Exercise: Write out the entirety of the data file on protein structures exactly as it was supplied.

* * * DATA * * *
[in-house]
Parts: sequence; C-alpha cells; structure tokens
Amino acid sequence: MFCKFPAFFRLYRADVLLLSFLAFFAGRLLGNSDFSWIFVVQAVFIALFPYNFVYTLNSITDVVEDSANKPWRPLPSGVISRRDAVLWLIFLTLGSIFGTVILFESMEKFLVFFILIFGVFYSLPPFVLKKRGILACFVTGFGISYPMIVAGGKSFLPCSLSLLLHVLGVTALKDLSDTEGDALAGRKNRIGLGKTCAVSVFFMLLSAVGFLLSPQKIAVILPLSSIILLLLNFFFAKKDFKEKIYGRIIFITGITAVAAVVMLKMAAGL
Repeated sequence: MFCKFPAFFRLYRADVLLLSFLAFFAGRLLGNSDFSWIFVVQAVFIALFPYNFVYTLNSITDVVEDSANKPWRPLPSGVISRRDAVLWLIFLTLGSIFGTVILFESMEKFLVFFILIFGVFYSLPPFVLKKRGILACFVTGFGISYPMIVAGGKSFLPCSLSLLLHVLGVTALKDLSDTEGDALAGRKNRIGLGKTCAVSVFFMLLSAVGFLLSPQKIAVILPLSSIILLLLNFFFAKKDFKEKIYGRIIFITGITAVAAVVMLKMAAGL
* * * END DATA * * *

[in-house]
Parts: sequence; C-alpha cells; structure tokens
Amino acid sequence: MFCKFPAFFRLYRADVLLLSFLAFFAGRLLGNSDFSWIFVVQAVFIALFPYNFVYTLNSITDVVEDSANKPWRPLPSGVISRRDAVLWLIFLTLGSIFGTVILFESMEKFLVFFILIFGVFYSLPPFVLKKRGILACFVTGFGISYPMIVAGGKSFLPCSLSLLLHVLGVTALKDLSDTEGDALAGRKNRIGLGKTCAVSVFFMLLSAVGFLLSPQKIAVILPLSSIILLLLNFFFAKKDFKEKIYGRIIFITGITAVAAVVMLKMAAGL
Repeated sequence: MFCKFPAFFRLYRADVLLLSFLAFFAGRLLGNSDFSWIFVVQAVFIALFPYNFVYTLNSITDVVEDSANKPWRPLPSGVISRRDAVLWLIFLTLGSIFGTVILFESMEKFLVFFILIFGVFYSLPPFVLKKRGILACFVTGFGISYPMIVAGGKSFLPCSLSLLLHVLGVTALKDLSDTEGDALAGRKNRIGLGKTCAVSVFFMLLSAVGFLLSPQKIAVILPLSSIILLLLNFFFAKKDFKEKIYGRIIFITGITAVAAVVMLKMAAGL